No big. More time to ride this way.

I used to figure on how many tanks it would take to get me up on a high. I thought in terms of tanks. Usually, after two and a half tanks in that ST1100, I was cookin’. From Phoenix, that would put me somewhere near Reno or Grand Junction, or in some godforsaken part of Utah. Once up on that high, I would sometimes find I just couldn’t stop. I rode to Canada once, just to smoke a cigarette. The Mounties didn’t understand why someone would ride 1500 miles to smoke a cigarette and take a picture near a sign that said “Bienvenue au Canada.” The US Border Patrol on the way back didn’t understand, either. Philistines.

But then life happened. Another marriage happened. A kid happened. Another divorce happened. I came down off my high and started writing instead. Writing is good, but it’s not the same. There are many wanderers who also write, and many works of literature based on wandering. Some of these writer-wanderers eventually settle down, but the wanderlust stays. John Steinbeck took one last journey around the country and used the experience to write what is probably his best book. Then, he died. It was sad, but also a good closure to the career of a man who had helped mythologize the Main Street of America.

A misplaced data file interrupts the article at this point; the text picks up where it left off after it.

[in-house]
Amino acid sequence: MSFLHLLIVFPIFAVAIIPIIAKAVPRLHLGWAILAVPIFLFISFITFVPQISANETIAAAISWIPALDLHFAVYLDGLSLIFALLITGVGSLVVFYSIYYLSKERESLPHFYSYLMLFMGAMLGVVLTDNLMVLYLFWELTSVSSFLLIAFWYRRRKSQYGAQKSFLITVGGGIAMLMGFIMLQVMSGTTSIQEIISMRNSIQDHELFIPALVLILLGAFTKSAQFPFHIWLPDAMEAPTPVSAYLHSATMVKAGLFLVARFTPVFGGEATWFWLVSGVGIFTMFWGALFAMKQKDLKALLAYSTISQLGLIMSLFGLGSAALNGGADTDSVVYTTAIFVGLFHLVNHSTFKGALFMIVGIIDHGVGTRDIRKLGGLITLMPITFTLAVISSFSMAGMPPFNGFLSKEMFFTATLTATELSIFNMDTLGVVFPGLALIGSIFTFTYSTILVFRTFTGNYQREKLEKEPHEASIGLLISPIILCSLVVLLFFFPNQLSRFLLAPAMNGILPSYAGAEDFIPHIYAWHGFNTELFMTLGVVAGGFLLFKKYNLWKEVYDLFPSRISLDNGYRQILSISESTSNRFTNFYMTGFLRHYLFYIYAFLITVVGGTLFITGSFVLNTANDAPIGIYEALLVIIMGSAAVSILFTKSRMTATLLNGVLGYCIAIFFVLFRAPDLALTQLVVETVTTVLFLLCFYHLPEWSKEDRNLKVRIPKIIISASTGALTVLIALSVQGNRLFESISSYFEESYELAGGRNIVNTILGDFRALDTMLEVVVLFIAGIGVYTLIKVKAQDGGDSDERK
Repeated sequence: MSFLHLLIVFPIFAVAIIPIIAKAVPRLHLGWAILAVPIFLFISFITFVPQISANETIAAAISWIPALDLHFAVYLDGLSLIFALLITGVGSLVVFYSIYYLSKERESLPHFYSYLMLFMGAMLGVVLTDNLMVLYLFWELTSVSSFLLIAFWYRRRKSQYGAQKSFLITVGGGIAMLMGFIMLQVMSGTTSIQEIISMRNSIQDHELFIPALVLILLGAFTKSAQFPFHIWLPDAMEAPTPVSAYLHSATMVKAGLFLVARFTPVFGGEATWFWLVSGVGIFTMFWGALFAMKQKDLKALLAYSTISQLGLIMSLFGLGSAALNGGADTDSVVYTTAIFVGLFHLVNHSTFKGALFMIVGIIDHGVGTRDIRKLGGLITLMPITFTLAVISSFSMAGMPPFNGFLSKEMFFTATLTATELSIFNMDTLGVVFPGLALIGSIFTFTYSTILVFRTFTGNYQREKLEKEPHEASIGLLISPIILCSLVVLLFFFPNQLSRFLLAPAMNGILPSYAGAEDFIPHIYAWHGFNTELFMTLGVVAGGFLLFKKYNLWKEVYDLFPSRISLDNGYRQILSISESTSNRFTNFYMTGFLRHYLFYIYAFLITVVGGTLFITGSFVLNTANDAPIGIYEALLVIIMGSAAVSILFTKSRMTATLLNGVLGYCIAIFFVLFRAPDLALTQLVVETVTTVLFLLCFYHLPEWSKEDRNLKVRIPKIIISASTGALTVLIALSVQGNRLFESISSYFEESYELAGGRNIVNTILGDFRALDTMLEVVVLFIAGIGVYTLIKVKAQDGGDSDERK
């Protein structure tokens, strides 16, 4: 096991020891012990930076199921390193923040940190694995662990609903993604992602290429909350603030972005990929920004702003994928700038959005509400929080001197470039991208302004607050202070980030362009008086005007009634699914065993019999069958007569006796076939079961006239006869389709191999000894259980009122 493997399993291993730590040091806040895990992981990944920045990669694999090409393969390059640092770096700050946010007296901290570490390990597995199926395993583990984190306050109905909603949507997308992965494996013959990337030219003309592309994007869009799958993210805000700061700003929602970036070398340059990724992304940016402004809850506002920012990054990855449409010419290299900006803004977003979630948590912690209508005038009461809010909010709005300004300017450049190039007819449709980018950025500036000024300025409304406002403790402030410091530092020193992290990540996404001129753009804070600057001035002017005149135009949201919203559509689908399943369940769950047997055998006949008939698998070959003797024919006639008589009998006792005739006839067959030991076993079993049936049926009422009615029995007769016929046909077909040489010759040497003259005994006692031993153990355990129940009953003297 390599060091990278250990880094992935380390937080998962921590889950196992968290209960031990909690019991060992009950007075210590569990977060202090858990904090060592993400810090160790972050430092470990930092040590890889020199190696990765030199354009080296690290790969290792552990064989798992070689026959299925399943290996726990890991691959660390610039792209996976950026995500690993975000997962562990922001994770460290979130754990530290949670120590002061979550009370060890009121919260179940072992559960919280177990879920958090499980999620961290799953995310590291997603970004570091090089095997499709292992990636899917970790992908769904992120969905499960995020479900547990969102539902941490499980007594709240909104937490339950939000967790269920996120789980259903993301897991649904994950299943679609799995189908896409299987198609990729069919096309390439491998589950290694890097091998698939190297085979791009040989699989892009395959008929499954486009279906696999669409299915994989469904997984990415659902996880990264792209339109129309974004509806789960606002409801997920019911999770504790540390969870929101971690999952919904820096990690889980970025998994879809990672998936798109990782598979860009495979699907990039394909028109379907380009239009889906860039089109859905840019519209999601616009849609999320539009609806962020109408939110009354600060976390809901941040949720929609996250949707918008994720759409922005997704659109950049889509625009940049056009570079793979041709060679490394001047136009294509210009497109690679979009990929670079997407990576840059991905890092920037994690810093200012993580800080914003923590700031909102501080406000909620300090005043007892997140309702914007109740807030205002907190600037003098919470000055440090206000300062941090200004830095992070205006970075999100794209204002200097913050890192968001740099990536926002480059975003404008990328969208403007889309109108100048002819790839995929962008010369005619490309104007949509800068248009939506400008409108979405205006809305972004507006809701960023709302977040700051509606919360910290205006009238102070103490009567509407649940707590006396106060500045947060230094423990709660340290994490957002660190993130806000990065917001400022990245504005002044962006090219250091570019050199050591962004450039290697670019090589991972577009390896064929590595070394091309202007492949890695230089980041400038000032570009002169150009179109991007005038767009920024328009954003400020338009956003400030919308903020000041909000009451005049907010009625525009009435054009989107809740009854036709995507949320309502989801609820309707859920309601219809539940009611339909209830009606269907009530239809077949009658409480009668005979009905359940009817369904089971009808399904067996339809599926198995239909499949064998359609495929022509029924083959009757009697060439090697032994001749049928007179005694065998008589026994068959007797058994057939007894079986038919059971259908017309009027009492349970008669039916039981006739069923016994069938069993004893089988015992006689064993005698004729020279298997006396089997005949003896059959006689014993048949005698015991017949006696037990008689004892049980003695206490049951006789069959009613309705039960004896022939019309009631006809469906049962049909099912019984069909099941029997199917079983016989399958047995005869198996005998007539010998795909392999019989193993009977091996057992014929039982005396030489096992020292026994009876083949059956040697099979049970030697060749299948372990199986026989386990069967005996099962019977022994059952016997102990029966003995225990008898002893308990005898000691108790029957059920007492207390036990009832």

So now, I can go a few weeks standing at the bistro table in my condo, socializing at my bar, taking long walks around my ‘hood and bicycle rides a little further away. Then, I need range. I need gasoline therapy.

I need that feeling of being an arrow launched by a longbow at the peak of its flight on the way towards an indeterminate target. I need to feel the world wrapping itself around me like a carrousel, with me at its axis. I need to take my place in the intoxicating, whirling dance of being, denying death by means of pure, frenetic motion.

I need gasoline therapy.

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And yes, you can bet that my novel Eye of the Diamond-T has a lot of gasoline therapy in it. Join the session here: LINK